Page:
How Accurate are Aptitude Tests?
17th July 2015 | Jim Barrett
Aptitude tests are increasingly used by organizations to select the best staff for their teams and develop those already employed. Designed to measure your competence and potential for achievement, these tests demand a serious approach. Ultimate Aptitude Tests, by Jim Barrett and Tom Barrett, will prepare you for any aptitude test eventuality.
Predicting human performance is extremely complicated, much more difficult that predicting what will happen to machines. This is why predictions based on tests, even those that are well researched, commonly fall well short of a perfect 100 per cent. This may be for two reasons:
- There may be circumstances related to the test itself, including its administration or interpretation, that undermine its predictive value
- There may be circumstances around the person, or subject, who has taken the test that alter the chance of the test being predictive, such as altered social or emotional circumstances.
Among selection devices, graphology, astrology and similar methods are no better than chance. In contrast, aptitude tests are:
- an efficient way of collecting information;
- objective, as the information is difficult to obtain by any other method; for example, where an interview question might be ‘How good is your maths?’ a test score can say precisely how good a person is;
- comparative: individuals can be compared directly with a relevant group;
- a better way of predicting success or satisfaction at various jobs than other selection devices.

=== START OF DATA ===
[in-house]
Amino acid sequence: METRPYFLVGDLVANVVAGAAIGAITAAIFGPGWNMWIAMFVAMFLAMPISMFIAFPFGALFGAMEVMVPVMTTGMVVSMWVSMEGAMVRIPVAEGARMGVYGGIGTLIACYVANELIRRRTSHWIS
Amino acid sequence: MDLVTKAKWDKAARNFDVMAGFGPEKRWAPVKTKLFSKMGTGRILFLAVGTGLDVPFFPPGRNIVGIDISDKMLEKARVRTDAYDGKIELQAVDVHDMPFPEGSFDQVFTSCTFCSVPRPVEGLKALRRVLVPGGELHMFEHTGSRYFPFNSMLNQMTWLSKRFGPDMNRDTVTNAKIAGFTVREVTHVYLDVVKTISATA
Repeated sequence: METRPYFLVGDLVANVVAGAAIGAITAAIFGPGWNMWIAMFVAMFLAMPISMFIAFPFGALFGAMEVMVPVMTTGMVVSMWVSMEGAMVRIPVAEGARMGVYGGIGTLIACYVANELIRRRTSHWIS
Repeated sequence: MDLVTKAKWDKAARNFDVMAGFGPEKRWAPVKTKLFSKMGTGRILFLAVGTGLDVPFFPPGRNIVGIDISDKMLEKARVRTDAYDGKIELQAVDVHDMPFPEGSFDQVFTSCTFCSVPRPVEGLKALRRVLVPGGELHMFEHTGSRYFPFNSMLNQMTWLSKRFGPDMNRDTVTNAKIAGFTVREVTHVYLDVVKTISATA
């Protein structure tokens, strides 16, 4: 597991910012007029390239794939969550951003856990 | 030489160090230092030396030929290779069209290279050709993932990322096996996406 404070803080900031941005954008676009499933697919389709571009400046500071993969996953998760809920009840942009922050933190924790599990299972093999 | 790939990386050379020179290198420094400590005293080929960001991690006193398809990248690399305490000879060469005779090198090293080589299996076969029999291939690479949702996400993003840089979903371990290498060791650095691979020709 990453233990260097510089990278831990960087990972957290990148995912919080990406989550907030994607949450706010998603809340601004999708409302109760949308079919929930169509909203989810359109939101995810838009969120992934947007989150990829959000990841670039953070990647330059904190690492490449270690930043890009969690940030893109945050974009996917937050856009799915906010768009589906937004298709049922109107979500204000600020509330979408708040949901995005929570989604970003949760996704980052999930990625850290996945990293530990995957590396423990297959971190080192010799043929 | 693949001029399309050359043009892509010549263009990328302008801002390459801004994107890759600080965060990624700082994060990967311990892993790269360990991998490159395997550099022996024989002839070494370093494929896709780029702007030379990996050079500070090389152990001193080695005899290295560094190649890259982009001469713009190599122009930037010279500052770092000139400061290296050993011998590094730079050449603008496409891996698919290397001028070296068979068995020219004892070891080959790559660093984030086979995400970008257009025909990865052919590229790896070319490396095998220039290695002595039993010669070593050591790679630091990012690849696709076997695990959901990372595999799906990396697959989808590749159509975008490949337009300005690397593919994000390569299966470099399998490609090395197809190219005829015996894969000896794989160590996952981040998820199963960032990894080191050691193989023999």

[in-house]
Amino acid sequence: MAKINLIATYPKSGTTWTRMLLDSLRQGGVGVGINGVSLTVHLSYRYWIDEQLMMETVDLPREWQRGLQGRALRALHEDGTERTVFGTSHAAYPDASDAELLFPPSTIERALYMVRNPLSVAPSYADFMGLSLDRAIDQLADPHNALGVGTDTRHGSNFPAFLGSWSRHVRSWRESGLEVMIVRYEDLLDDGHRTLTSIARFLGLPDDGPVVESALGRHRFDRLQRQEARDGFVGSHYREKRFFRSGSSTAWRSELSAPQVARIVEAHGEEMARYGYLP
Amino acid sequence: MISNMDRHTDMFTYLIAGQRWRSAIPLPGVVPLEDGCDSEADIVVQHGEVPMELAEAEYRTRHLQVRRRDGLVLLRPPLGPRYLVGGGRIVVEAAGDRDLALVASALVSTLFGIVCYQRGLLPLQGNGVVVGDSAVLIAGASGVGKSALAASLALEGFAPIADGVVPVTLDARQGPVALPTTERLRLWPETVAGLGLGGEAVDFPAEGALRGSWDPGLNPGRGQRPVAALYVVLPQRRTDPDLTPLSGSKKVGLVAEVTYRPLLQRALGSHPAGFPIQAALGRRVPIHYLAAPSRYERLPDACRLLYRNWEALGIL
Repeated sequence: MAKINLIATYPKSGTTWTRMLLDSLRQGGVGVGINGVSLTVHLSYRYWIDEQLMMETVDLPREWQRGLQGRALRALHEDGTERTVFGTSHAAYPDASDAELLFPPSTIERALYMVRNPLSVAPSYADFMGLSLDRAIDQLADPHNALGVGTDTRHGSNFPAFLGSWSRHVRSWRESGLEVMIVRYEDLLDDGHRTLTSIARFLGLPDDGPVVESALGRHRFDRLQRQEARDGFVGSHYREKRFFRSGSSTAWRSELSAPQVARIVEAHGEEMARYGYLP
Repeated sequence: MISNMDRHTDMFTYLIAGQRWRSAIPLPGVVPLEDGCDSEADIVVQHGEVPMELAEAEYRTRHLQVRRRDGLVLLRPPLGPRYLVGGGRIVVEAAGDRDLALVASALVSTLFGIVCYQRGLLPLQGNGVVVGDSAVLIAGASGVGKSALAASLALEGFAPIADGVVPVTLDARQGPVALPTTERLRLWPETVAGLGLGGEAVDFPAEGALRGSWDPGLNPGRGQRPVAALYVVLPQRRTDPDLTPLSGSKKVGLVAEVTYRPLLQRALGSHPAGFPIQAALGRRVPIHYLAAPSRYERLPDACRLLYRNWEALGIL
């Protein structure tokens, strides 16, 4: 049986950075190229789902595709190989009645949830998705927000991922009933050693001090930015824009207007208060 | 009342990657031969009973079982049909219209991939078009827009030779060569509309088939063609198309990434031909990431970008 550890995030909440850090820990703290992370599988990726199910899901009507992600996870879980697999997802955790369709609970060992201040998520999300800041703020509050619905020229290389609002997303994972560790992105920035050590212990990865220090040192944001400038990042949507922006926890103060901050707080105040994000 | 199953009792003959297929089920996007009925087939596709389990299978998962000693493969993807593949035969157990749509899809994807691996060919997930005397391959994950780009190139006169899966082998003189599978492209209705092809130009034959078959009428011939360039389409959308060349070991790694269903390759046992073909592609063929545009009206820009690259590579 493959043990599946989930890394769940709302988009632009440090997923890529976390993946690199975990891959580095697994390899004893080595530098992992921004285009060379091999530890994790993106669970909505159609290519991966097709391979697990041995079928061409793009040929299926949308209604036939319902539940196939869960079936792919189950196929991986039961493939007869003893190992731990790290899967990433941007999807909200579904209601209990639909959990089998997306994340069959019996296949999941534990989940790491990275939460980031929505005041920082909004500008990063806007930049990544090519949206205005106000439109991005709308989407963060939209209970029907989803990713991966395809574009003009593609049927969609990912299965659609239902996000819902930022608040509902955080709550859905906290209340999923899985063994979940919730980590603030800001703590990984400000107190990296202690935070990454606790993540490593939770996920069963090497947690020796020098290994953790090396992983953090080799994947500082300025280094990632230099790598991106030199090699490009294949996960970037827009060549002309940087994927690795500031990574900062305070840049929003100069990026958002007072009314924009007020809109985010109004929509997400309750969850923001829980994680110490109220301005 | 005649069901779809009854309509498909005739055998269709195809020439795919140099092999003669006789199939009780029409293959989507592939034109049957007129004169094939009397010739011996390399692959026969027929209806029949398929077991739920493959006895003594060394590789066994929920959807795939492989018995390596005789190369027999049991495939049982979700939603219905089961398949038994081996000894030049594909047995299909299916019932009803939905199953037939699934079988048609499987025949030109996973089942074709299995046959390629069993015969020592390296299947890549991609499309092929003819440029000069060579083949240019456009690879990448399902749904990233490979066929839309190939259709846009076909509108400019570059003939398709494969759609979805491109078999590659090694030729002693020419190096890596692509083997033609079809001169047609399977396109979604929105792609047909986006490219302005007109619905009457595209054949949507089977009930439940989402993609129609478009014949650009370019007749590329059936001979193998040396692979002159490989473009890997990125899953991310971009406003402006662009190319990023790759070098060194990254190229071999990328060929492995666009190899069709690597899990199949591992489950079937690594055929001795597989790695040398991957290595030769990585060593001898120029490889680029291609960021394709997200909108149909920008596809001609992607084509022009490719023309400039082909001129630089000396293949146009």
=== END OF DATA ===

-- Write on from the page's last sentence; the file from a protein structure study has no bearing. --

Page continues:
It is worth remembering that tests of one kind or another are being used all the time, as we constantly judge people against our experience. Sometimes we get it right, sometimes we don’t. Tests should help us to get it right more often, though nothing can ever be asserted with complete finality.
What it is possible to do with psychometric tests is to assert a probability, for example the probability that a particular event will happen is less than one in a hundred or one in a thousand, and so on. This is the nature of both statistics and human potential, where we are dealing with probabilities, not certainties.
Therefore, we have to try to estimate how certain, or uncertain, we are when we use tests. For example, just because someone has not obtained a certain level on a test, it does not mean that they cannot succeed in a particular job. So, how likely is it that an individual might succeed or fail? If it can be shown that only 5 per cent of people who obtain a particular score are likely to be successful, then an organization may be justified in giving the job to someone who has a 95 per cent chance of being successful.
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